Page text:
When we do discover suitable pockets of waxcap rich grassland it is so important that they are treated with great care so they can survive into the future. Whatever mowing regime or grazing patterns that have been used to that point, they need to be maintained into the future. As they have helped to cultivate the grassland in the first place - usually over decades. If they are not, the waxcap diversity of a site declines and they will eventually disappear. This is where you can help by recording what you find. It helps build up a picture of where our precious waxcap grasslands are here in Norfolk so they can be protected and enhanced.

The Norfolk waxcap list contains a good range of the commoner species and some rarely seen species that have only been recorded on the odd occasion. For instance, the pink ballerina waxcap (Porpolomopsis calyptriformis) has only ever been spotted once in our county.

So which waxcaps are you likely to encounter? The most frequent species seen is the snowy waxcap (Cuphophyllus virgineus). It’s a beautiful white species with decurrent gills running down the stipe and can come in several forms. The pure white form is the commonest but there is a variety with a coffee coloured cap too. If you ever find one with a cedar smell then you have found one of our rarest species, cedarwood waxcap (Hygrocybe russocoriacea). I’ve only ever encountered this once in the Brecks a few years ago. Snowy waxcaps tend to appear in small groups but can also form rings in good years. Other commonly seen species are the small yellow types, golden (Hygrocybe chlorophana) and butter (Hygrocybe ceracea) waxcaps. These two do look very similar but can be told apart by whether they have a flattened, grooved stipe or whether there is a translucent ‘eye’ at the top of the cap.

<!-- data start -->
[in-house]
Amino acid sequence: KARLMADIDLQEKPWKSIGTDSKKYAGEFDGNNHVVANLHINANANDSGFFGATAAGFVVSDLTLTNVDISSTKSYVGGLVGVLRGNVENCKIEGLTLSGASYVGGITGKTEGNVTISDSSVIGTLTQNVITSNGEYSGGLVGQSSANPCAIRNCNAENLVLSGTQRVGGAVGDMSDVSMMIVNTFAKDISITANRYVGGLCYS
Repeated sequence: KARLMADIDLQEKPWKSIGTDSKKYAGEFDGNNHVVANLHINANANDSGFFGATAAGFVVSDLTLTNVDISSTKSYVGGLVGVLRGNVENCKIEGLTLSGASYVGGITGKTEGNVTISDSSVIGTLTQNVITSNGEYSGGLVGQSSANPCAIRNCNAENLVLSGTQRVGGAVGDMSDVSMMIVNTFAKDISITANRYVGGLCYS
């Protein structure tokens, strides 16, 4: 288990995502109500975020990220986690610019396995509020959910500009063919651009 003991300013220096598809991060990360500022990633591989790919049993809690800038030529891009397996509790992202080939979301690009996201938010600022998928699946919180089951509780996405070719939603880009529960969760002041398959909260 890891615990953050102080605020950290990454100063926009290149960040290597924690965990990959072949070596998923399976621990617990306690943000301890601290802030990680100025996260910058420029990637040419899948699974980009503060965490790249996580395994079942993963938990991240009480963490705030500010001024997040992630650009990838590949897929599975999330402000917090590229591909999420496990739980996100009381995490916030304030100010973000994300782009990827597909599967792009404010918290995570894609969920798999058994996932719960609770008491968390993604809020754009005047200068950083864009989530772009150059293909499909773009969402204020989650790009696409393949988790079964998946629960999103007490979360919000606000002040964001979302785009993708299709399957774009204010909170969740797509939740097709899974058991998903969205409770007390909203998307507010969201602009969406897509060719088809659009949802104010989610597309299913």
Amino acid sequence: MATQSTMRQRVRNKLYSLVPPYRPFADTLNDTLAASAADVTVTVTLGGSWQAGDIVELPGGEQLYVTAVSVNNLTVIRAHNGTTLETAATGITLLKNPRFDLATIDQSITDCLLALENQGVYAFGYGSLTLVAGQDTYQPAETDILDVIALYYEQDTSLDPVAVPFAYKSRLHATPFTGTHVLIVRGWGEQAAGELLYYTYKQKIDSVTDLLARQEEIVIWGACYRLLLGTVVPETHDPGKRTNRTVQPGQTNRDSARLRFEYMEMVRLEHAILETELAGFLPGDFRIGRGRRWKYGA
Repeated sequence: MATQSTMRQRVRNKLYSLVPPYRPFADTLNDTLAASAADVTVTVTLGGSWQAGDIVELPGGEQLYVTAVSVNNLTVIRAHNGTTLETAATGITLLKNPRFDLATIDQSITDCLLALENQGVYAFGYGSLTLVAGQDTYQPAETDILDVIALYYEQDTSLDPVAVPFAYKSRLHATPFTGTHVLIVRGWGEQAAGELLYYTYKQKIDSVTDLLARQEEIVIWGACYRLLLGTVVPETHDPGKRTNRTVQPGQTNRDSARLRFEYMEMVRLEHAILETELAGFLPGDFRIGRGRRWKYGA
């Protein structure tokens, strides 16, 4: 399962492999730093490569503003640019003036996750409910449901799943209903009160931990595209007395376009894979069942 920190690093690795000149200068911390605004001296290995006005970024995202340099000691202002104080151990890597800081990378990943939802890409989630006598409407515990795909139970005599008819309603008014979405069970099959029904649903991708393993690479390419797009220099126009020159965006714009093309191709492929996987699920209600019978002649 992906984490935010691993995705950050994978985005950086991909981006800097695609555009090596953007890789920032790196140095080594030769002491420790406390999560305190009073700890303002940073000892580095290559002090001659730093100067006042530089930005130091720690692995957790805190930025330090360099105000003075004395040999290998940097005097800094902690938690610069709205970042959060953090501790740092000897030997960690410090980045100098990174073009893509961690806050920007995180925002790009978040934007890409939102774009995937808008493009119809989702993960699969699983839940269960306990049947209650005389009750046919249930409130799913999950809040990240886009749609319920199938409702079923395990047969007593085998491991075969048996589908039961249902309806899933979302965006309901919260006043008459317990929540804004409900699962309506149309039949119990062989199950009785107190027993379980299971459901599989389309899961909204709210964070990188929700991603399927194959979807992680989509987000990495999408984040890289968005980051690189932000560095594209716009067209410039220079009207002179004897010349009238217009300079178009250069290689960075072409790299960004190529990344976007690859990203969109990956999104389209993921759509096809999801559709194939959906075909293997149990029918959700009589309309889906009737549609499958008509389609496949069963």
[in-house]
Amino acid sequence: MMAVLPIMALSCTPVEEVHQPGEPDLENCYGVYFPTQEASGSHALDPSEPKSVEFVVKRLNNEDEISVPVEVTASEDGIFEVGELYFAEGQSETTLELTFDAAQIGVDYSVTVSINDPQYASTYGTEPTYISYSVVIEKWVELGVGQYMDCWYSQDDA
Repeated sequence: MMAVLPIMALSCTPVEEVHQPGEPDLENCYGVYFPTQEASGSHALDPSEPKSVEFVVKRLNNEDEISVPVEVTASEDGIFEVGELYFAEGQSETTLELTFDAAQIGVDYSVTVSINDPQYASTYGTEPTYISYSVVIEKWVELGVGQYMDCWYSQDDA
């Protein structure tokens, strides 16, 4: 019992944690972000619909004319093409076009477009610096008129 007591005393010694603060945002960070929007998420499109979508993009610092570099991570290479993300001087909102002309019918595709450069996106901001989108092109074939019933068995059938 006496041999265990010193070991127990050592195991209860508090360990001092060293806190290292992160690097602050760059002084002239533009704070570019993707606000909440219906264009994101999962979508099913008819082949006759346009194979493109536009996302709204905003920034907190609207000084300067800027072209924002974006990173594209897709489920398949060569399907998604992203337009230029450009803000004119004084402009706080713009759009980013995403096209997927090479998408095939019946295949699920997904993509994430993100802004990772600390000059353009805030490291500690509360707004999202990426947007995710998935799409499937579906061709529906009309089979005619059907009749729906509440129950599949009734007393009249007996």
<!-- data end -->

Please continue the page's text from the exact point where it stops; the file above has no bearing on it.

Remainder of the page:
Blackening waxcap, by Ian Senior

Blackening waxcap, by Ian Senior



One of the easiest species to identify is the parrot waxcap (Gliophorus psittacinus) (featured in the header photo). It comes in a range of colours, yellow, green to brown and is very slimy to touch. Recent work by scientists at Kew has revealed several similar but rare lookalikes, one of which (Gliophorus perplexus) was spotted in 2017 in dune grassland on the north Norfolk coast. The last of the really common waxcaps you are likely to come across is the blackening waxcap (Hygrocybe conica) also known as a ‘witches hat’ due to its conical shape and it blackening over time or with handling. This is a fairly robust species which usually grows in groups. It does form rings on occasion too. It can be found across the county in suitable places. If you are walking on dune grassland you might encounter a very similar looking species that doesn’t change colour. This is the rare dune waxcap (Hygrocybe conicoides) and is well worth the effort to seek it out.

If you are keen to go waxcap hunting in the county, Plantlife has developed an app to help record waxcap grasslands. The app allows anybody to send in records to them based on the colour of a grassland fungus found. This makes it easy to send in records as you do not need to identify the fungus to species level which can be very tricky to do. The idea behind the app is to build up a picture of where interesting grassland is across the country and for these areas to be search by more experienced field mycologists in the future. There is still about a month where our waxcap jewels can be found so why not download the app and get searching your local churchyard, common, cemetery, heath or dune and see what waxcap colours you can find?

Header image: Parrot waxcap, by Ian Senior